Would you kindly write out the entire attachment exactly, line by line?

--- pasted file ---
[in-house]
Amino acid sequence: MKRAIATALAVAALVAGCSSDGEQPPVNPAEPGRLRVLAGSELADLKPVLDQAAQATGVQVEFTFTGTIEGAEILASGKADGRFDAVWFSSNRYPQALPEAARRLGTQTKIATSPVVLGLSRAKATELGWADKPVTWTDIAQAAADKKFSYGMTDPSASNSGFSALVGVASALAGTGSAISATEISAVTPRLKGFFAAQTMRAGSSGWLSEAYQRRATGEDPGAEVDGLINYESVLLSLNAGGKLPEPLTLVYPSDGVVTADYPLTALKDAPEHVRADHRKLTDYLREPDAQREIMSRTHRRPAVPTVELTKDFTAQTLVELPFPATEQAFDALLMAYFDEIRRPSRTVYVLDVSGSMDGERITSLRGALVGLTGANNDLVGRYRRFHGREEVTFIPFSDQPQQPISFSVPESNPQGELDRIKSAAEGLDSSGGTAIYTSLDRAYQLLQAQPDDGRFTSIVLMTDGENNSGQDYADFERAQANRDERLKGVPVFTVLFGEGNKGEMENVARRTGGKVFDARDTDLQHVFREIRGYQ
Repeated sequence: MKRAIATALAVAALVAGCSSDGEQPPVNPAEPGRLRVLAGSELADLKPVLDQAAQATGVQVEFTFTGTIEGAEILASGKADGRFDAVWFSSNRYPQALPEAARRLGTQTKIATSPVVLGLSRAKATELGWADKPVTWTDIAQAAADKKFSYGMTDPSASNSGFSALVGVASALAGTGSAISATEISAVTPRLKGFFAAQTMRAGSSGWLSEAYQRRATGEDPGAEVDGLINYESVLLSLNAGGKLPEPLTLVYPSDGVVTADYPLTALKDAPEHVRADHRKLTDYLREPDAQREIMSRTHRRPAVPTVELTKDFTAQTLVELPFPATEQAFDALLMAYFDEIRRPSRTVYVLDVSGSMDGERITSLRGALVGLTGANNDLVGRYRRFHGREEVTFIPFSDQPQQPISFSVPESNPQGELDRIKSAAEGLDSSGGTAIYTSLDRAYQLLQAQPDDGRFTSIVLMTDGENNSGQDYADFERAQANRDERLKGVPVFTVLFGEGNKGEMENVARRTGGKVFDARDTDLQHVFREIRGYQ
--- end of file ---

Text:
[in-house]
Amino acid sequence: MKRAIATALAVAALVAGCSSDGEQPPVNPAEPGRLRVLAGSELADLKPVLDQAAQATGVQVEFTFTGTIEGAEILASGKADGRFDAVWFSSNRYPQALPEAARRLGTQTKIATSPVVLGLSRAKATELGWADKPVTWTDIAQAAADKKFSYGMTDPSASNSGFSALVGVASALAGTGSAISATEISAVTPRLKGFFAAQTMRAGSSGWLSEAYQRRATGEDPGAEVDGLINYESVLLSLNAGGKLPEPLTLVYPSDGVVTADYPLTALKDAPEHVRADHRKLTDYLREPDAQREIMSRTHRRPAVPTVELTKDFTAQTLVELPFPATEQAFDALLMAYFDEIRRPSRTVYVLDVSGSMDGERITSLRGALVGLTGANNDLVGRYRRFHGREEVTFIPFSDQPQQPISFSVPESNPQGELDRIKSAAEGLDSSGGTAIYTSLDRAYQLLQAQPDDGRFTSIVLMTDGENNSGQDYADFERAQANRDERLKGVPVFTVLFGEGNKGEMENVARRTGGKVFDARDTDLQHVFREIRGYQ
Repeated sequence: MKRAIATALAVAALVAGCSSDGEQPPVNPAEPGRLRVLAGSELADLKPVLDQAAQATGVQVEFTFTGTIEGAEILASGKADGRFDAVWFSSNRYPQALPEAARRLGTQTKIATSPVVLGLSRAKATELGWADKPVTWTDIAQAAADKKFSYGMTDPSASNSGFSALVGVASALAGTGSAISATEISAVTPRLKGFFAAQTMRAGSSGWLSEAYQRRATGEDPGAEVDGLINYESVLLSLNAGGKLPEPLTLVYPSDGVVTADYPLTALKDAPEHVRADHRKLTDYLREPDAQREIMSRTHRRPAVPTVELTKDFTAQTLVELPFPATEQAFDALLMAYFDEIRRPSRTVYVLDVSGSMDGERITSLRGALVGLTGANNDLVGRYRRFHGREEVTFIPFSDQPQQPISFSVPESNPQGELDRIKSAAEGLDSSGGTAIYTSLDRAYQLLQAQPDDGRFTSIVLMTDGENNSGQDYADFERAQANRDERLKGVPVFTVLFGEGNKGEMENVARRTGGKVFDARDTDLQHVFREIRGYQ